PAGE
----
Moving into the Realm of Privacy and Security

Kimberly is in her final year of undergraduate studies at the University of Washington (UW), where she double majors in Computer Engineering and Mathematics. Within UW’s Paul G. Allen School of Computer Science & Engineering, she has been working with Professors Franziska Roesner and Tadayoshi Kohno on problems related to privacy and security, in particular, to identify and address the risks that future computer systems might raise before they become pervasive.

At an open-house event, organized with a local ACM chapter, Kimberly met members of the Security and Privacy Lab, which really led to her deep interest in conducting research. After joining, Kimberly jumped head first into several projects. One project involved controlling misbehaving apps such as augmented reality (AR) applications that generate malicious content before being shown to a potential user. In another project, she investigated Microsoft Hololens multi-user relationships with respect to user expectations and concerns. A final project examined the potential design of privacy-preserving multi-user AR systems.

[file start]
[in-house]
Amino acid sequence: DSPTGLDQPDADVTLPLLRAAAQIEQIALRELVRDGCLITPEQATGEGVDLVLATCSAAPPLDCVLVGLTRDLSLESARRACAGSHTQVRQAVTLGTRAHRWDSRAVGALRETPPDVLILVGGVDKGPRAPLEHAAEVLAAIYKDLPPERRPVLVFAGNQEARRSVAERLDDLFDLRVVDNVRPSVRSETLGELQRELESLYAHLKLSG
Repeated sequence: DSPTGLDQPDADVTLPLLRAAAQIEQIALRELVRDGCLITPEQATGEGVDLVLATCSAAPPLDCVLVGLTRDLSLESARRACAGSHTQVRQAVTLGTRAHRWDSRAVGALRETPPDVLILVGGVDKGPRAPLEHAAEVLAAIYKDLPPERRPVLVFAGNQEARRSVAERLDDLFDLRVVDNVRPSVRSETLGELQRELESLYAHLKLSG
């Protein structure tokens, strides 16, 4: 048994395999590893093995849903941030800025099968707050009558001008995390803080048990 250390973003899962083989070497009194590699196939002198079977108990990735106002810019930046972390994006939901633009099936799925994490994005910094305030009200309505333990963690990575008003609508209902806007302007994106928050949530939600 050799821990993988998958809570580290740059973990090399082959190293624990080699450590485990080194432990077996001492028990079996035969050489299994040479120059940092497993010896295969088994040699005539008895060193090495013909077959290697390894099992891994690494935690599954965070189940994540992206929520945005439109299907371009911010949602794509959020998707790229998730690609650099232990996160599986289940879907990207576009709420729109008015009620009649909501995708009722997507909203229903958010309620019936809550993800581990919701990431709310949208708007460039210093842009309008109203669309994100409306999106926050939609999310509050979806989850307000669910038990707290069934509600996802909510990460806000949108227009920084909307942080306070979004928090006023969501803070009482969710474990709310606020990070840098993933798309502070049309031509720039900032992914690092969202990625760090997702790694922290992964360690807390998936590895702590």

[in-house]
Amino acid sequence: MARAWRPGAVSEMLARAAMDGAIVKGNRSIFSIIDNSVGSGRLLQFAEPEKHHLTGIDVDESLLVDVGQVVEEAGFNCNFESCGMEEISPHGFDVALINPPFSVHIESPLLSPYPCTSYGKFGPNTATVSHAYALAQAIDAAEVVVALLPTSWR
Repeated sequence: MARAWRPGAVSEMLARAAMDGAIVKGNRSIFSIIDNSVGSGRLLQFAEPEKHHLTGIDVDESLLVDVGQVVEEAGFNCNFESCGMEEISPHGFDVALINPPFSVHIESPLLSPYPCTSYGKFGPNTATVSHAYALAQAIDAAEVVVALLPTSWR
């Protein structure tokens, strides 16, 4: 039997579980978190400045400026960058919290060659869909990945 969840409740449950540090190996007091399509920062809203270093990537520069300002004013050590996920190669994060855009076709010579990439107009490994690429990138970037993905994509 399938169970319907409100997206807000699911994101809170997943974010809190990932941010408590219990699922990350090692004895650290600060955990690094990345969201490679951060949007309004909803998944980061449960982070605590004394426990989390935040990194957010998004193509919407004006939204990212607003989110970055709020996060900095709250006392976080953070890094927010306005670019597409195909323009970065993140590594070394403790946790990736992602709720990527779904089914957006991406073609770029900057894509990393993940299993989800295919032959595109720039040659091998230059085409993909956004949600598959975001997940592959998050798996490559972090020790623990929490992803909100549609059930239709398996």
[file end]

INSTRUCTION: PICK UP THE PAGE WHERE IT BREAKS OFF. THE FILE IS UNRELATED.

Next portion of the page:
In these projects, Kimberly participated in many phases of research from evaluation of design prototypes, developing experimental design, building applications, synthesizing findings, and writing papers to disseminate results. Kimberly’s research has been published in the IEEE Symposium on Security and Privacy as well as the USENIX Security Symposium, both top venues for privacy and security research.

Kimberly states that it’s never too late to seek research opportunities. She further suggests that being genuine, direct, and self-reflective are critical pieces to developing a research identity early. Kimberly advises future undergraduate researchers to, “ask for help when you need it, particularly at first while you’re getting your bearings.” Her invaluable undergraduate research experience has propelled Kimberly to explore a career path that involves the pursuit of a doctoral degree.  She is working towards being a computer privacy researcher.

– Written and edited by Joslenne Peña

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